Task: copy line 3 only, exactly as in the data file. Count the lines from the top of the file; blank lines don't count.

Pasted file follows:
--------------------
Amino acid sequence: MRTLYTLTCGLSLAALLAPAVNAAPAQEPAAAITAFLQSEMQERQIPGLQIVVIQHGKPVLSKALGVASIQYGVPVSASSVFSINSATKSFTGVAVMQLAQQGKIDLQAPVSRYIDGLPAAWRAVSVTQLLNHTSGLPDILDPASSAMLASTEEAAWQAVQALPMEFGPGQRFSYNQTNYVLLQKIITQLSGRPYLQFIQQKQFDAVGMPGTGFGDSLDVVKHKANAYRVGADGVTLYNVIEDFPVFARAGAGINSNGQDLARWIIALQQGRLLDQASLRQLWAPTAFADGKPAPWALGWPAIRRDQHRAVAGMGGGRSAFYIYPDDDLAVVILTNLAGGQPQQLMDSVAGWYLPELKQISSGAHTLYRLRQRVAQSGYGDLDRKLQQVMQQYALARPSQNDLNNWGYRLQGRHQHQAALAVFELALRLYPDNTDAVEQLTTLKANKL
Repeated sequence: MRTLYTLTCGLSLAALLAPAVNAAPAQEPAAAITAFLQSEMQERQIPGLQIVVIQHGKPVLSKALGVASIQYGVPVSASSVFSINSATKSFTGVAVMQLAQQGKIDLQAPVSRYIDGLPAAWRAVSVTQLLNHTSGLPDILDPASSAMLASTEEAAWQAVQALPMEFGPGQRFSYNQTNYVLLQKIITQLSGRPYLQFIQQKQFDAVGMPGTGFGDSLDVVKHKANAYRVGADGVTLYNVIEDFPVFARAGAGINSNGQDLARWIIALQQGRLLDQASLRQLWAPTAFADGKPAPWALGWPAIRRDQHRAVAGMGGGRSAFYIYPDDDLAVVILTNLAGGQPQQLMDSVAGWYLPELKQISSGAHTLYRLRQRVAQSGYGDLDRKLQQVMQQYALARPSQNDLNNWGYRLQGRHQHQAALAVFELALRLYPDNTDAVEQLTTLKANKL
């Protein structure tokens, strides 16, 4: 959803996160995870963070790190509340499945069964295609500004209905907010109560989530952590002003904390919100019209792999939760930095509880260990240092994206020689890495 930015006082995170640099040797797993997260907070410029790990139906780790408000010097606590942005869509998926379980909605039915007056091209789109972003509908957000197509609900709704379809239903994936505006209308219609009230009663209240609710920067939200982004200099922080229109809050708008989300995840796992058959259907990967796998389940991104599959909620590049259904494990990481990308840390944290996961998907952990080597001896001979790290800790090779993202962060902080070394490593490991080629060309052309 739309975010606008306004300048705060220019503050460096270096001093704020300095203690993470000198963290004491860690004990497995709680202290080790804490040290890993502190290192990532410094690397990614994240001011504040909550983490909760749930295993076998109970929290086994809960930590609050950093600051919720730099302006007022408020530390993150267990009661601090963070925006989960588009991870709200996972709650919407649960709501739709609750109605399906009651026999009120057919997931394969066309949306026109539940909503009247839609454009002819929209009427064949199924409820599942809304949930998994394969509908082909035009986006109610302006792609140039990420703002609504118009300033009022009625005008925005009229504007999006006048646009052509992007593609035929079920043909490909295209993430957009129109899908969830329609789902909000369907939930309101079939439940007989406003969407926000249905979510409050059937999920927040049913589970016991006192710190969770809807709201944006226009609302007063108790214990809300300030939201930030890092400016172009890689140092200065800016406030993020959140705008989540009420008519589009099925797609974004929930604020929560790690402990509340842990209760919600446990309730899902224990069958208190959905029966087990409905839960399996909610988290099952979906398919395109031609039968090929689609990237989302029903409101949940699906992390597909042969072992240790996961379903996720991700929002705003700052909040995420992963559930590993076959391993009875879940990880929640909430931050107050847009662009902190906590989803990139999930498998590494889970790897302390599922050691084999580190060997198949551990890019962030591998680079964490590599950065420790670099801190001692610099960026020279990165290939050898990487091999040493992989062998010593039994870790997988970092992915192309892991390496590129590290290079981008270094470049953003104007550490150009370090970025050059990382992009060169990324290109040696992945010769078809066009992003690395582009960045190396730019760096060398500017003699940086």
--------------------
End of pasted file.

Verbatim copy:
């Protein structure tokens, strides 16, 4: 959803996160995870963070790190509340499945069964295609500004209905907010109560989530952590002003904390919100019209792999939760930095509880260990240092994206020689890495 930015006082995170640099040797797993997260907070410029790990139906780790408000010097606590942005869509998926379980909605039915007056091209789109972003509908957000197509609900709704379809239903994936505006209308219609009230009663209240609710920067939200982004200099922080229109809050708008989300995840796992058959259907990967796998389940991104599959909620590049259904494990990481990308840390944290996961998907952990080597001896001979790290800790090779993202962060902080070394490593490991080629060309052309 739309975010606008306004300048705060220019503050460096270096001093704020300095203690993470000198963290004491860690004990497995709680202290080790804490040290890993502190290192990532410094690397990614994240001011504040909550983490909760749930295993076998109970929290086994809960930590609050950093600051919720730099302006007022408020530390993150267990009661601090963070925006989960588009991870709200996972709650919407649960709501739709609750109605399906009651026999009120057919997931394969066309949306026109539940909503009247839609454009002819929209009427064949199924409820599942809304949930998994394969509908082909035009986006109610302006792609140039990420703002609504118009300033009022009625005008925005009229504007999006006048646009052509992007593609035929079920043909490909295209993430957009129109899908969830329609789902909000369907939930309101079939439940007989406003969407926000249905979510409050059937999920927040049913589970016991006192710190969770809807709201944006226009609302007063108790214990809300300030939201930030890092400016172009890689140092200065800016406030993020959140705008989540009420008519589009099925797609974004929930604020929560790690402990509340842990209760919600446990309730899902224990069958208190959905029966087990409905839960399996909610988290099952979906398919395109031609039968090929689609990237989302029903409101949940699906992390597909042969072992240790996961379903996720991700929002705003700052909040995420992963559930590993076959391993009875879940990880929640909430931050107050847009662009902190906590989803990139999930498998590494889970790897302390599922050691084999580190060997198949551990890019962030591998680079964490590599950065420790670099801190001692610099960026020279990165290939050898990487091999040493992989062998010593039994870790997988970092992915192309892991390496590129590290290079981008270094470049953003104007550490150009370090970025050059990382992009060169990324290109040696992945010769078809066009992003690395582009960045190396730019760096060398500017003699940086």